Judge Victor Valdivia wrote an extended jazz suite about his life. It's called An Indifference Supreme.
Innovative, influential, and strongly revered.
The World According to John Coltrane is a very good musical portrait. It is rather skimpy, however, as a personal biography. You'll get a fairly comprehensive picture of Coltrane the jazz musician but you won't learn anything about Coltrane the man. That's not a fatal omission—there's just too much good music here—but it does make The World According to John Coltrane, which originally aired in Europe in 1990, feel incomplete.
Of course, for many jazz fans, the good music will suffice because Coltrane stands alongside Miles Davis and Charlie Parker as one of the titans of post-World War II jazz. It was Coltrane who popularized the idea of incorporating non-Western music into jazz standards and thus opened up a style that would later become known as "free jazz." His cover of cutesy The Sound of Music song "My Favorite Things" would, in almost any other hands, simply have become a pleasant little pop tune. Coltrane turned it into a whirling kaleidoscope of Indian drones, African drums, and torrid sax solos that bore almost no resemblance to the original. He was also an accomplished composer. After watching the bloody racial violence that racked the South in the '60s, he composed the haunting and beautiful "Alabama." He would also pour all of his influences and talents into his acknowledged masterpiece, the album-length suite A Love Supreme (1965), one of the most evocative and powerful jazz standards ever written.
The World According to John Coltrane discusses in detail, how Coltrane made his remarkable music. Friends of Coltrane, as well as his widow Alice (a respected jazz musician in her own right), talk about his insatiable musical curiosity. They describe how Coltrane would listen to all kinds of music, from classical to world, and find sounds and ideas to incorporate into his music. They describe how he played in the bands of two jazz legends—Davis and Thelonius Monk—while still finding time to lead his own band. Jazz masters Wayne Shorter (of Weather Report) and Jimmy Heath discuss Coltrane's influence on their music while minimalist composer LaMonte Young explains how many modern classical composers used Coltrane's ideas more than those of any other artist of any genre. All of this is accompanied by some extraordinary performance footage of Coltrane that doesn't always look so great but is so historically important that its quality is forgivable. There's Coltrane playing "So What" with Miles Davis, Coltrane blasting through "My Favorite Things" in front of a crowd that's initially stupefied but gradually erupts into applause, and Coltrane working out the basic melody of "Alabama." Just for this footage alone, The World According to John Coltrane is recommended.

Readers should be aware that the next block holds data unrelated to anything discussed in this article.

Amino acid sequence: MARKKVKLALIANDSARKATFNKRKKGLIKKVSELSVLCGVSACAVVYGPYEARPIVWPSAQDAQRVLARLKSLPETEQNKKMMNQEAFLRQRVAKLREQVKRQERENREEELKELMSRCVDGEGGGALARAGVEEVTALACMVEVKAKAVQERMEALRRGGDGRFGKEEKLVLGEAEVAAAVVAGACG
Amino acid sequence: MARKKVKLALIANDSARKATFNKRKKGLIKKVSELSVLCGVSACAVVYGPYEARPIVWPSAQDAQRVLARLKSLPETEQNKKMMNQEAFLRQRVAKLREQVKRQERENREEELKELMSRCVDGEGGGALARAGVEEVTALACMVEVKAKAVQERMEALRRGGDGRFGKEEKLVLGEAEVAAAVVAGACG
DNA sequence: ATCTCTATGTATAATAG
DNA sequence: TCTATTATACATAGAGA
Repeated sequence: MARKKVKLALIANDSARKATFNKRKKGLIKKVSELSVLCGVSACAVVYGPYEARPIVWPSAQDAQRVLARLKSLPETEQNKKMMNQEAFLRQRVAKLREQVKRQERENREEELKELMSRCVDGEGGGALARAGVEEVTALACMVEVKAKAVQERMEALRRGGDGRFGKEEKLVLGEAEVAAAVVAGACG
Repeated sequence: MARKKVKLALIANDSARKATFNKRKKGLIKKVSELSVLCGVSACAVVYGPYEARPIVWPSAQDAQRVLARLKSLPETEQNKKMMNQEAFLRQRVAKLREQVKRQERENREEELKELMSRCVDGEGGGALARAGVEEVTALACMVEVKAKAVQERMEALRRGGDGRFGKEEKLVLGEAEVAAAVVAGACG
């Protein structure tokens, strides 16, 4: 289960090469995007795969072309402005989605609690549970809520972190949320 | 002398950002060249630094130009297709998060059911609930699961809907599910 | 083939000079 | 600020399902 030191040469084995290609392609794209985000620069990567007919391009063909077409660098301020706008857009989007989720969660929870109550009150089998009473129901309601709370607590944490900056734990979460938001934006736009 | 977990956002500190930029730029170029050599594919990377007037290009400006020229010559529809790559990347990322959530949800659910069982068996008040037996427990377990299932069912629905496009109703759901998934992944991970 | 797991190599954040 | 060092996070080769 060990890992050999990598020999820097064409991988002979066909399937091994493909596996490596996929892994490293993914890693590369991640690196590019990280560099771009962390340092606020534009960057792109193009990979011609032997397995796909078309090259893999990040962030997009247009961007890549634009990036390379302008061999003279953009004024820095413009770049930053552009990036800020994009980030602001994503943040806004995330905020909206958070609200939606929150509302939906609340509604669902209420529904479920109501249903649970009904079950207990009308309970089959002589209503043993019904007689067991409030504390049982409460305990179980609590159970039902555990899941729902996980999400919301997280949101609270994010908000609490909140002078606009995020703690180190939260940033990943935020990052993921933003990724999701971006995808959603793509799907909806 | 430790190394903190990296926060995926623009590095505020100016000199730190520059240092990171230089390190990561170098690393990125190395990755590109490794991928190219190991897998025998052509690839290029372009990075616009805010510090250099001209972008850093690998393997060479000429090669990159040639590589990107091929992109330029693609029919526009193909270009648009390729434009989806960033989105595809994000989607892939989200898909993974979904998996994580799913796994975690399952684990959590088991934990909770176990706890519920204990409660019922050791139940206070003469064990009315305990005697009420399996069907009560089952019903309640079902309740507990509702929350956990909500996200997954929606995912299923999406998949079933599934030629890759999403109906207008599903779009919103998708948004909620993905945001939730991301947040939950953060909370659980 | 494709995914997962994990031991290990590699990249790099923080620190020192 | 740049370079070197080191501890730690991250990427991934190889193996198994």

As good as the program is, it feels incomplete. Consider that the only pieces of biographical information about Coltrane that it gives are that he was born in 1926 and died in 1967. You won't learn how he met Alice, when they were married, for how long, or even what instrument she plays (piano). In a particularly glaring omission, the fact that Coltrane was addicted to heroin for most of his adult life and that that probably led to his death isn't mentioned once. It's understandable that the program wants to deal strictly with Coltrane's music without stooping to sensationalism, but this is just overkill. These are only some of the important events in Coltrane's life that presumably had an impact on his music, so to completely leave them out is ridiculous. Even the most neophyte Coltrane buff will notice how many holes and unanswered questions there are here.
Technically, the disc is acceptable. The full-screen transfer looks a bit soft and hazy on the interview footage, while some of the archival footage looks rather rough. Nonetheless, there's nothing truly unwatchable here. The PCM mono track sounds satisfactory as well, with no major flaws to speak of. There are no extras.
In any event, The World According to John Coltrane has way too much good music to pass up. Anyone interested in jazz should give it a look and enjoy the remarkable performances it contains, but viewers who are looking to understand how Coltrane's life affected his music will find it unsatisfying. Musically, it's spectacular, but emotionally it should have been much better.
Guilty of incompleteness but let off with a fine by virtue of great music.
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